Anyone remember the SR-71 Blackbird? Cold was recon bird that was the fastest thing in the sky? It’s made mostly of titanium. Guess whose titanium it’s made from? Wanna guess how the US got the titanium from the Soviet Union to make that plane? History is replete with examples of some taking something someone else does not wish to give.

    Yes – those who fail to remember their history are doomed to repeat it. For others, they wish to forget their history so that they can claim the high moral ground.

    China is acting in their own best interests – don’t wanna risk losing out, then don’t deal with them. Simple. No one is forcing Boeing, Airbus, Embraer, Bombardier to do business with them. But greed gets the better of them, as they look at the market and salivate.

    Its their court, it’s their rules. Don’t like the game, don’t play.

    Just because other governments don’t rein in the likes of Walmart from purchasing most of their products overseas, isn’t their fault.

    Just the way it is…

    • The claim about Subcontracting out MCAS software is a red herring.

      Boeing has long subcontracted instruments and avionics to independent companies like Collins and Sperry, even mixing brands. (For example, the 737 Original had Collins Flight Director main flight instrument system supplied with attitude and heading by Sperry gyros, because Sperry made better gyros.)

      With specifications agreed on.

      The claim about MCAS is misleading as well, in that Boeing designed MCAS logic, and ordered it as an addition to the flight control software already produced by Collins.

      Airbus often subcontracts to Thales, it subcontracted a data bus system to Collins for the A380.

      And there are engines, …..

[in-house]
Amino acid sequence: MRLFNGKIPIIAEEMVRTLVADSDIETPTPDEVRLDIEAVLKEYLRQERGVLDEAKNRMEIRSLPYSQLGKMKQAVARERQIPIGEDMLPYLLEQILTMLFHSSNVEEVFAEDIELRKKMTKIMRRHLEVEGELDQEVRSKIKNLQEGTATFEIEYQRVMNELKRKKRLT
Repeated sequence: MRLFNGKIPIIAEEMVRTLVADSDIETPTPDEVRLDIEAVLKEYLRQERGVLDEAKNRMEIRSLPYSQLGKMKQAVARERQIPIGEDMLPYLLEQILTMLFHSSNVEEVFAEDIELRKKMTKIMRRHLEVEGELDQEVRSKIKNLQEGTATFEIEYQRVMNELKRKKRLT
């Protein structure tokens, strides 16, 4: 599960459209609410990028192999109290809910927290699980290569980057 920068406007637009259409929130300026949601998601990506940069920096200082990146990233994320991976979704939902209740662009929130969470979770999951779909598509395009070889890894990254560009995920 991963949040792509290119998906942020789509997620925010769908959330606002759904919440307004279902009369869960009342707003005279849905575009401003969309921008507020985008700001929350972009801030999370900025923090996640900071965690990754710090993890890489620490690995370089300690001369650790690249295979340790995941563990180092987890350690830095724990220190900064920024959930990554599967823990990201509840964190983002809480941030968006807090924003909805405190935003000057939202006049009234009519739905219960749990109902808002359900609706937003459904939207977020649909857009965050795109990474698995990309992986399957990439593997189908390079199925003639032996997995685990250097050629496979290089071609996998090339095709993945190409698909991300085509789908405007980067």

People blather in speculation and self-serving ignorance.

      • @jkKeith – not sure what you mean about the MCAS programmers.

        Apples and oranges; Boeing doesn’t make gyros or engines, but it certainly had the computer engineering power to write the software for MCAS internally. But they could do it cheaper by subbing it out.

        How’d those agreed upon specifications work for Boeing with the 787? That go well for them?

        Talk about ignoring objective reality. Those same decisions that were made cost BA billions and the meter is still running on them….to this day.

        Not sure why you turned this into a BA vs AB thing – Airbus was mentioned with their penalty of a few billion dollars. Going into China holds the same peril for them, as it does for Boeing.

        But hey – don’t like the message? Attack the messenger. Seems the norm for the current times we live in.

        @Duke – yes. Thank you for reiterating my exact point.

        Corporations go into China with starry eyed expectations, even though the history of doing business with them shows something quite different. China will act in it’s own best interests, over that of the corporations it deals with.

        Sorry results for the companies? From China’s point of view, they couldn’t care less. Didn’t we just have 4 years of ‘America First’? So their position is ‘China First’, not some corporation who tries to maximize shareholder value and executive compensation.

        Ya gotta admit, while their efforts may be less then scrupulous, they certainly do what they deem is in the national best interest. I guess that’s why detractors run them down so much – they’d like their own country to do the same, but when they’re sold out by the corporations, they can only lash out in frustration.

        • @Frank

          You have described the difference between cheap nationalism and the strong version evidenced by China

          US too, once upon a time, displayed powerful and efficient use of strong nationalism

          Now… crying over spilt milk or banging (badly made) war drums

          • Frank:

            It does matter who is stealing IP, it does get into national interests and government protection (more so maybe in the Internet age)

            So you can dismiss it as just the way it is, but economies now rise and fall on the tech base, so no, its not going away as an issue and a legitimate one.

            We are not talking about a copy or one off, this is being done on an industrial scale.

            Any country is going to act if its foundations are undermined.

            One reason China cannot make jet engines of first class caliber is that its not the concept, its how the materials are formed and forged. You can’t reverse engineer that. You have to understand it at the core level, or you have to steal the process with the recipee mix.